By divining this truth about the owner-occupier, Michael has made a career and re- invented a tradition that belongs to the era of Gainsborough and Lord and Lady X sitting proudly before their country seat. The money is good. On an average afternoon of walking and knocking, Michael said, he could collect 15 commissions that might, working hard with pencil and brush, take him a week to fulfil.

We arranged to meet for a drink on Thursday. This time he left his Prince of Wales check behind and turned up in a smock. The suit, he explained, was to reassure customers, although the smock also seemed to belong to another era - of the gentleman-artist - and it was no surprise to hear him say that he was looking forward to "a pint of ale". (As he is only 34, I guess he must be a strand of post-modernism, the human equivalent of a building by Quinlan Terry).

Ale purchased, he told me a few facts about his life. Born in Singapore, boarding school in Co Wicklow, architectural training at Thames Polytechnic and Aberdeen. Failing his final degree ("too arrogant" according to a note on his papers, although it is hard to believe that architects see arrogance as a fault), he devoted himself to the part of his training he most enjoyed: the study and depiction of old buildings.

In 1991, he began to knock on doors in Edinburgh, then in Glasgow and eventually as far west as Greenock. The Scots, he said, were still his favourite customers - they had a special interest in the visual - and he was always happy to find them (for example, me) in London.

How many houses had he painted? He was reluctant to say - "art" equalling rarity - but estimated that it might be 3,000 to 4,000. People were surprisingly generous, he said. The ratio of doors knocked on to pictures commissioned was roughly two to one. There were some good areas - Clapham, Islington - and some bad. Hampstead was the worst: "Lovely houses and lots of money, but the people there tend to be mean and suspicious."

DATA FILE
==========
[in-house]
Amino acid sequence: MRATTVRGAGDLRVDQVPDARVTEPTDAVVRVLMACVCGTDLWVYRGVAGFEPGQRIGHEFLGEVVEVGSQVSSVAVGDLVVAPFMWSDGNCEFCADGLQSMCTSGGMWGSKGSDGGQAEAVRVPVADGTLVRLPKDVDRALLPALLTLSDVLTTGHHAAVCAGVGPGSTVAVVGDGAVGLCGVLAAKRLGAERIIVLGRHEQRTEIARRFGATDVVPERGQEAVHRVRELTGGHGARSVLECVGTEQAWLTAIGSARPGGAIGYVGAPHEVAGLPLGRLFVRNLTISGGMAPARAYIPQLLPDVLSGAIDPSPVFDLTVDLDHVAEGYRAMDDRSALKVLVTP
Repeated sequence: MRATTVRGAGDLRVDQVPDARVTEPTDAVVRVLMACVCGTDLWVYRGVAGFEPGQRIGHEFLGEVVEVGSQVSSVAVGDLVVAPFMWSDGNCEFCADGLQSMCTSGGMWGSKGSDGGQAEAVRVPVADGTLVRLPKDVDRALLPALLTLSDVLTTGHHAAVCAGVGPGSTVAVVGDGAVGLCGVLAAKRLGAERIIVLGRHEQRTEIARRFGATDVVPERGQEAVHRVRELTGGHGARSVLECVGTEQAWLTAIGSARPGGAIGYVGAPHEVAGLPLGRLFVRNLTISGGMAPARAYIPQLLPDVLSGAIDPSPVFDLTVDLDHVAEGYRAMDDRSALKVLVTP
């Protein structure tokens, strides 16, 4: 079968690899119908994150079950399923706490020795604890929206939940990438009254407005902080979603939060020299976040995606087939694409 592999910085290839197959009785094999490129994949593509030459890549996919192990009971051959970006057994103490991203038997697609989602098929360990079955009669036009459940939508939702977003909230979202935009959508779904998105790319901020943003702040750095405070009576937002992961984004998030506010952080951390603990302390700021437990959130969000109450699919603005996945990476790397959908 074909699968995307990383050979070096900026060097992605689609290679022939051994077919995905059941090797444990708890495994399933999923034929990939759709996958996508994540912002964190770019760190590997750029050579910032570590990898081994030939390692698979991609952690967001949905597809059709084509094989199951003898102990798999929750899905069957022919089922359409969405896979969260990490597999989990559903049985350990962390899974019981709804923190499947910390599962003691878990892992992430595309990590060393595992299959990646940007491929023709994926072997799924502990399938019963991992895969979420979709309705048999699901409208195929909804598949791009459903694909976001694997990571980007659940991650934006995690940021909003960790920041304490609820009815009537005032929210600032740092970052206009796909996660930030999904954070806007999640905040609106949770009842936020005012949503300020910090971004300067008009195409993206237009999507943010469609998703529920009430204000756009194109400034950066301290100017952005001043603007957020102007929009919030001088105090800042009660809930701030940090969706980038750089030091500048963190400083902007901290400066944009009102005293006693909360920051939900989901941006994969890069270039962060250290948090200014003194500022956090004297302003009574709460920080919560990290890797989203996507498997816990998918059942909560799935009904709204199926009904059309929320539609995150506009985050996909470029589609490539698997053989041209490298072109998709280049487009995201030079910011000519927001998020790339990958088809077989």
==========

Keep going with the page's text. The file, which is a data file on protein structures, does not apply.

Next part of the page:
It seemed to me that this was a pretty brave enterprise. Who would want to knock doors for a living, to risk so much rejection? It needs a peculiar combination of humility and resolve. Michael, on the other hand, said it did not bother him. He knew the ropes. Do it on a Saturday afternoon when people are not so busy, and stand a long and unthreatening distance from their door. And he had learnt to spot the likeliest houses. "My perfect clients," he said, "have just moved with their three children to a moderately attractive terrace house with some nice bits of stucco, and have two new cars parked outside."

Thanks to this work, Michael himself has just acquired an old Bentley convertible, but I do not mean to make him sound either greedy or cynical. I believed him when he said he loved houses and spoke of the thrill he got when his clients looked at a picture of where they lived and realised (or were persuaded to believe) that it was prettier and more interesting than they had imagined. Portrait painters do the same, and, as with a portrait painter, Peter Michael will subtract or modify features he suspects might offend.

In the picture of our house, for example, the dustbins are missing.

"Why no dustbins?" I asked.

"Clients tend not to like them," he said. "though I can put them in if you'd like me to."

He asked me to stress that he was an "artist" not an illustrator; he has exhibited in reputable galleries in Edinburgh and Glasgow. Personally, I think the difference in this case is complete guff, although I can see its usefulness as a selling proposition - "art" equalling (as well as rarity) something nice to hang on the walls.

He may be knocking on your door soon. The streets of Crouch End are the next to be trudged and after that, who knows, onwards and upwards to the provinces. He is also listed in the book, an 0181 number in Clapham. I should warn you, however, that, like those of the houses he paints, his prices are rising.